Knocking out CD38 in T Cell Acute Lymphoblastic Leukemia
Acute lymphoblastic leukemia (ALL) is a form of cancer of the white blood cells caused by the overproduction and accumulation of cancerous cells known as lymphoblasts. These lymphoblasts can arise from two different cell types known as T or B cells (designated as T-ALL or B-ALL). Both comprise one of the most common cancers among children and are the most frequent cause of death from cancer before 20 years of age. T-ALL is a particularly aggressive cancer. Significant advances in the treatment of T-ALL have improved outcomes, however those with relapsed disease have a dismal prognosis with survival reported less than 15% and T cell malignancies have fewer options for novel treatment strategies. Recently, the use of targeted immunotherapy has evolved as an effective approach to fight cancer cells. Immunotherapy involves empowering the immune system to kill cancer cells, however its efficacy relies on the identification of a target expressed primarily by the cancer cell in order to impair its ability to survive. We have recently identified and demonstrated that CD38 is a potential target. CD38 is expressed at high levels on a broad panel of T-ALL, while normal cells express low levels of CD38. Further, we have recently demonstrated that targeting CD38 using a drug called daratumumab dramatically decreases T-ALL cancer cells in human-derived animal models. Therefore, CD38 is a potentially valuable target in the development of immunotherapy for T-ALL.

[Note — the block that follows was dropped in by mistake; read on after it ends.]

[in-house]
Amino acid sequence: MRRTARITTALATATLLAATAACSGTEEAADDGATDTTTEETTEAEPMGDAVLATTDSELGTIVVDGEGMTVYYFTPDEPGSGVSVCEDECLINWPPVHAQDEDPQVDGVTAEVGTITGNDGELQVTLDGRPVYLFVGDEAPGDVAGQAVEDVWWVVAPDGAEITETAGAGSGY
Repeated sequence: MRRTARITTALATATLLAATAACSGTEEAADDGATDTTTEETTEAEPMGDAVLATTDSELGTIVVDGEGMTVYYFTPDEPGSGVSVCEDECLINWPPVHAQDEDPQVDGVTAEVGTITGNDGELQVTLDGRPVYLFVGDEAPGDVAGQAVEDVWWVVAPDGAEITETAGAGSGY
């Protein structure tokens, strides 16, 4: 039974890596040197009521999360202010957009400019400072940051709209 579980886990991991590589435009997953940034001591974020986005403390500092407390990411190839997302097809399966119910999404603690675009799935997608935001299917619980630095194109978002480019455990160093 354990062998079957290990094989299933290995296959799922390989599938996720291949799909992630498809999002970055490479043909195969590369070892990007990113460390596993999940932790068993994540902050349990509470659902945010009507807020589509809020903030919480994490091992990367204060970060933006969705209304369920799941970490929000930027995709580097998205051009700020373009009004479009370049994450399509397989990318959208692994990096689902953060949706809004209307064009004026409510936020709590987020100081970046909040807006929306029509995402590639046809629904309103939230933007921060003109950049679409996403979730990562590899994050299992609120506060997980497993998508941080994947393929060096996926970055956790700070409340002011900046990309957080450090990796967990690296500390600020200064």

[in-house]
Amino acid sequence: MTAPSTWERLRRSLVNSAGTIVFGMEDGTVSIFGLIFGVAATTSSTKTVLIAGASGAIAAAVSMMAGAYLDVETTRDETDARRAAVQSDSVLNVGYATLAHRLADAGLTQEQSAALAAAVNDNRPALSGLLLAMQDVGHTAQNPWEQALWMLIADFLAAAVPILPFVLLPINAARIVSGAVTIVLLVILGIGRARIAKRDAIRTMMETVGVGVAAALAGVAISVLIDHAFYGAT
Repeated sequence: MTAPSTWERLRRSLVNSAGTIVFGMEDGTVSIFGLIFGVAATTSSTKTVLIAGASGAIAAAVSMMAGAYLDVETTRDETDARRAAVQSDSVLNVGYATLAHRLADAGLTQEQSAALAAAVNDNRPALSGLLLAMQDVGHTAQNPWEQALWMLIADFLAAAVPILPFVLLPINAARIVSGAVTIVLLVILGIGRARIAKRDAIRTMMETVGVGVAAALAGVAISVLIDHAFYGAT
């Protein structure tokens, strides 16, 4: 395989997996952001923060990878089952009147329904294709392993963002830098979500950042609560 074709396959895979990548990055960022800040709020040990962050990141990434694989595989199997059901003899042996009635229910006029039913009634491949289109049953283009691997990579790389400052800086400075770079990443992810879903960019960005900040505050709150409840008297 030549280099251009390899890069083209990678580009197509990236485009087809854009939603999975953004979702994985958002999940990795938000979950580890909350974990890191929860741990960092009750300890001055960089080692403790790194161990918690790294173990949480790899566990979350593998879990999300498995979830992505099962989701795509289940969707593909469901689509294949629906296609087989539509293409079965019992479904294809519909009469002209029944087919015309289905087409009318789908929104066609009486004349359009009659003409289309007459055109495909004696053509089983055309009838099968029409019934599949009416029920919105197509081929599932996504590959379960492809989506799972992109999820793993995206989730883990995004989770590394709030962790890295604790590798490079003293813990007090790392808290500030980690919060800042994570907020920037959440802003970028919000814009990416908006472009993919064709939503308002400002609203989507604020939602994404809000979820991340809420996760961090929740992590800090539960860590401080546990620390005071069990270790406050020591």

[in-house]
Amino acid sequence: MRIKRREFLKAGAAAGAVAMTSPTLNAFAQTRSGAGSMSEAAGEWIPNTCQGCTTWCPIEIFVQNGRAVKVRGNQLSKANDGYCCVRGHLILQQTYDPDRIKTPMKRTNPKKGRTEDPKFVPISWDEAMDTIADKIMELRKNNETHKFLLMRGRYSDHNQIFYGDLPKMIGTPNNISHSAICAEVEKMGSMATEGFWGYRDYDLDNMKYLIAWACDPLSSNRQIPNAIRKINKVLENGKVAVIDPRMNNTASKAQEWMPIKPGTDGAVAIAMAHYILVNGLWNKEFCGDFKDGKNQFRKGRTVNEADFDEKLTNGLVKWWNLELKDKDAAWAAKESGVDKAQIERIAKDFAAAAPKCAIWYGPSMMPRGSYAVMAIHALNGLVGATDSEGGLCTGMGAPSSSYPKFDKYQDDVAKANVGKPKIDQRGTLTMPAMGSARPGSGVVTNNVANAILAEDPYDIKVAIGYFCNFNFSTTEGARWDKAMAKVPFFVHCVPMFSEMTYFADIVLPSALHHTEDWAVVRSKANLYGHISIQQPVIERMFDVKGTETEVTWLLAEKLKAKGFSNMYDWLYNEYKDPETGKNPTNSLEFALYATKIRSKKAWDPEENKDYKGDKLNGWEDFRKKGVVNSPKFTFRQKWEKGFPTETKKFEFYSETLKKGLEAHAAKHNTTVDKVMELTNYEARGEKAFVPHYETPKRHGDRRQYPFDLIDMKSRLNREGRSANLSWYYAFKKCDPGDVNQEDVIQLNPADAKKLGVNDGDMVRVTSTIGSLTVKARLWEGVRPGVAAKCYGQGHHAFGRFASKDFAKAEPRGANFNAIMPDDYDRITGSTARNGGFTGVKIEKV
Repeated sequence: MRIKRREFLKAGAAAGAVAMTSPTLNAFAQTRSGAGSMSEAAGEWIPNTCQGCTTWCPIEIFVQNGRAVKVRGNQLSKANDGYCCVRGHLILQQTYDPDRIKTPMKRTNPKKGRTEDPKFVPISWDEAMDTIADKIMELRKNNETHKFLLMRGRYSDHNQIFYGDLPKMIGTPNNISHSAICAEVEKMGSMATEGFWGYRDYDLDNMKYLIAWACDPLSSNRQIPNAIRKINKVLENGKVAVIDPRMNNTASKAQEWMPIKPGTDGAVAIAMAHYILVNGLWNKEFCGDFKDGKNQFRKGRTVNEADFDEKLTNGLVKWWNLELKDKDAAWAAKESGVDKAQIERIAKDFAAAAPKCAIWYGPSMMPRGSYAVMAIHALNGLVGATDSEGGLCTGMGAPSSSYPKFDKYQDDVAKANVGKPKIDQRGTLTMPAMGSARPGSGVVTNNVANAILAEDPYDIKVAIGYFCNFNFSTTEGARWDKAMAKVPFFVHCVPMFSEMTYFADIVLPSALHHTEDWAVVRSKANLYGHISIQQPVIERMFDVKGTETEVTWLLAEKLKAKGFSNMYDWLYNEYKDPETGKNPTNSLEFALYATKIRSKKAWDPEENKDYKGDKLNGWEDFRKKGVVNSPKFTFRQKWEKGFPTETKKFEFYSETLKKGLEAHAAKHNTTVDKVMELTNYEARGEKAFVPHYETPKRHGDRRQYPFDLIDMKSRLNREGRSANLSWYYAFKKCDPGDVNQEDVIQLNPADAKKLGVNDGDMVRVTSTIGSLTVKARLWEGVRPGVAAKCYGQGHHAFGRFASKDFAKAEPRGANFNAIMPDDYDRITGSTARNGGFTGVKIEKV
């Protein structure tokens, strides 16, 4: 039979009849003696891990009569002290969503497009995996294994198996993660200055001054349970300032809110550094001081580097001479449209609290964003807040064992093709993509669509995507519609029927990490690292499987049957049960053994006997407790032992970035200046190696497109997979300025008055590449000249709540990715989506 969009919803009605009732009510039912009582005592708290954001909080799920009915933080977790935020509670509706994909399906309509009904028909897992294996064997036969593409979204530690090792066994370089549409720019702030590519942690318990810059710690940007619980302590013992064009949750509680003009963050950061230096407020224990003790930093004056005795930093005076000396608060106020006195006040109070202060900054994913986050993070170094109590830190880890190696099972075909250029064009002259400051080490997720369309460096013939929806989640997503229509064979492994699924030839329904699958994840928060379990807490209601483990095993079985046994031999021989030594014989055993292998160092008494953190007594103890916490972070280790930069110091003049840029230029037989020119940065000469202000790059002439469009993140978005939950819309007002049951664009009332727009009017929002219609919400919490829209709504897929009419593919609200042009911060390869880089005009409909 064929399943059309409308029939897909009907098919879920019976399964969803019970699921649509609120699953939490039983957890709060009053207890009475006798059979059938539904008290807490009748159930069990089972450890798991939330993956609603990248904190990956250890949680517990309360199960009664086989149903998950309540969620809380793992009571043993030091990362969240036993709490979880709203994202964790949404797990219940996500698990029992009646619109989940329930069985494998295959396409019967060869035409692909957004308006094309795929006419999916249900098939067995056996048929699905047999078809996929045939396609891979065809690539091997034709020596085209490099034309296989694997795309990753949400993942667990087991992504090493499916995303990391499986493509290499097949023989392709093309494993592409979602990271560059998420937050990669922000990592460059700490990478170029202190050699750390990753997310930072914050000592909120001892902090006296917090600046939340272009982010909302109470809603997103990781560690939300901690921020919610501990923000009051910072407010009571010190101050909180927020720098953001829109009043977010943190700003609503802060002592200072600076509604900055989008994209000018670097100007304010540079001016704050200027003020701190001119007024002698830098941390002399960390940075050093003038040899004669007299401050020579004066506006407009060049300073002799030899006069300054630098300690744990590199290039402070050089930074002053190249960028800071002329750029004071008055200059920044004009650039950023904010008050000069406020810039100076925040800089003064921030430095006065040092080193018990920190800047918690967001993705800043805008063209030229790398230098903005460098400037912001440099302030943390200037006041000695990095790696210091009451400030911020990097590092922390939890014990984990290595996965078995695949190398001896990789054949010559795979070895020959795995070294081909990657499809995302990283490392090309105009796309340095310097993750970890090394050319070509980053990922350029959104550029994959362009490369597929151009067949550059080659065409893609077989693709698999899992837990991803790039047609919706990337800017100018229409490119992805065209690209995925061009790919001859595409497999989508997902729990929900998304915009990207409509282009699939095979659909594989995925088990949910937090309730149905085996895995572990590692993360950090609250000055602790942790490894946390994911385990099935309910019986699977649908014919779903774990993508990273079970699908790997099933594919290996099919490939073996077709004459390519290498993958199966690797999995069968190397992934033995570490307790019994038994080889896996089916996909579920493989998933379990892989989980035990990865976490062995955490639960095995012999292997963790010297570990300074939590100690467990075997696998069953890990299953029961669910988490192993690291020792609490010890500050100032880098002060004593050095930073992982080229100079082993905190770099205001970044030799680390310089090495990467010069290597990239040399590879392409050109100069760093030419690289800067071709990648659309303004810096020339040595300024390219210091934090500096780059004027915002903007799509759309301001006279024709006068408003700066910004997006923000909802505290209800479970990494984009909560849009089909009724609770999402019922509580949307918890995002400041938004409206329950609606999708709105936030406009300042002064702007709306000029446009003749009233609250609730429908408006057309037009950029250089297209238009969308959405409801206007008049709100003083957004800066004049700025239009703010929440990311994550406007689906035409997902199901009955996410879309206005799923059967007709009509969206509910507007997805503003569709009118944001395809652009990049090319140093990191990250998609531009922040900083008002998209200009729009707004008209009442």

We propose to further elucidate the role of CD38 in T-ALL by removing it from the cell surface with a novel technology known as CRISPR. Given the impact of daratumumab in T-ALL, we similarly believe the loss of CD38 will effect survival of the cancer cell. Importantly, this project will influence our understanding of T-ALL pathogenesis and will influence therapy options for children with T-ALL in the near future.
Mentored by Dr. Karen Bride
Children’s Hospital of Philadelphia, Philadelphia, PA